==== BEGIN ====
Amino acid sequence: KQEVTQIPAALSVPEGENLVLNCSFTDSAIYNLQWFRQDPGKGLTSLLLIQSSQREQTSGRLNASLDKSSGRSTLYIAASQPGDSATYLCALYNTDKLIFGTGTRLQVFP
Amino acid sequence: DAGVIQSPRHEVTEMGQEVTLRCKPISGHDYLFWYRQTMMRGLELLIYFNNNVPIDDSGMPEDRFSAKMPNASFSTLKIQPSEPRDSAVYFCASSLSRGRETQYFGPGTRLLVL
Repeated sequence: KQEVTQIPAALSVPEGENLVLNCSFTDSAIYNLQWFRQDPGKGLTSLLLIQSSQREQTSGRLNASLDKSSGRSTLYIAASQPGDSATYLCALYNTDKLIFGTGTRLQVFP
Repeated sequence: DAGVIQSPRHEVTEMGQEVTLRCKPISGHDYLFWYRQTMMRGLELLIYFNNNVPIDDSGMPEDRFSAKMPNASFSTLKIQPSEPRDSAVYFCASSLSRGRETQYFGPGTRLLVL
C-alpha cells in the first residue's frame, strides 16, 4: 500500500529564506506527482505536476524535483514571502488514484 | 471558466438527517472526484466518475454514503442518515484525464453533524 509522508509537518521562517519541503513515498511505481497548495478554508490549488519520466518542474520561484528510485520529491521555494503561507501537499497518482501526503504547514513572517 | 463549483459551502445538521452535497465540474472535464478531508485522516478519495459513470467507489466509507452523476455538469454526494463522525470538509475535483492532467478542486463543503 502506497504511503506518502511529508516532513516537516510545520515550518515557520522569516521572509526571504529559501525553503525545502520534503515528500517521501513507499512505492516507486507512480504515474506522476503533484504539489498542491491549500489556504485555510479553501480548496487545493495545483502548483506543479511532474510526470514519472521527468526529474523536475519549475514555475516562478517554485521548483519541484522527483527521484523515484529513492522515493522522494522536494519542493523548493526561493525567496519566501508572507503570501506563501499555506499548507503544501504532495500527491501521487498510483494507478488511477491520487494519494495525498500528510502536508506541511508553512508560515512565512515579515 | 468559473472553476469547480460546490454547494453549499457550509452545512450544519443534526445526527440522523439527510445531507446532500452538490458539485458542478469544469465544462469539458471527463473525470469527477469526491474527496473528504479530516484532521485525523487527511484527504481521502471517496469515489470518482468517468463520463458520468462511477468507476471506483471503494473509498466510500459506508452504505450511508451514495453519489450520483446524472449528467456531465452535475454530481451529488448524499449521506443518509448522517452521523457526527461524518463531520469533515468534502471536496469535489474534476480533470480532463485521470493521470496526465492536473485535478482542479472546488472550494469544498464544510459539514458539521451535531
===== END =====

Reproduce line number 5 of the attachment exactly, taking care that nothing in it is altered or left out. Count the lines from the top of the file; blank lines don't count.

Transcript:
C-alpha cells in the first residue's frame, strides 16, 4: 500500500529564506506527482505536476524535483514571502488514484 | 471558466438527517472526484466518475454514503442518515484525464453533524 509522508509537518521562517519541503513515498511505481497548495478554508490549488519520466518542474520561484528510485520529491521555494503561507501537499497518482501526503504547514513572517 | 463549483459551502445538521452535497465540474472535464478531508485522516478519495459513470467507489466509507452523476455538469454526494463522525470538509475535483492532467478542486463543503 502506497504511503506518502511529508516532513516537516510545520515550518515557520522569516521572509526571504529559501525553503525545502520534503515528500517521501513507499512505492516507486507512480504515474506522476503533484504539489498542491491549500489556504485555510479553501480548496487545493495545483502548483506543479511532474510526470514519472521527468526529474523536475519549475514555475516562478517554485521548483519541484522527483527521484523515484529513492522515493522522494522536494519542493523548493526561493525567496519566501508572507503570501506563501499555506499548507503544501504532495500527491501521487498510483494507478488511477491520487494519494495525498500528510502536508506541511508553512508560515512565512515579515 | 468559473472553476469547480460546490454547494453549499457550509452545512450544519443534526445526527440522523439527510445531507446532500452538490458539485458542478469544469465544462469539458471527463473525470469527477469526491474527496473528504479530516484532521485525523487527511484527504481521502471517496469515489470518482468517468463520463458520468462511477468507476471506483471503494473509498466510500459506508452504505450511508451514495453519489450520483446524472449528467456531465452535475454530481451529488448524499449521506443518509448522517452521523457526527461524518463531520469533515468534502471536496469535489474534476480533470480532463485521470493521470496526465492536473485535478482542479472546488472550494469544498464544510459539514458539521451535531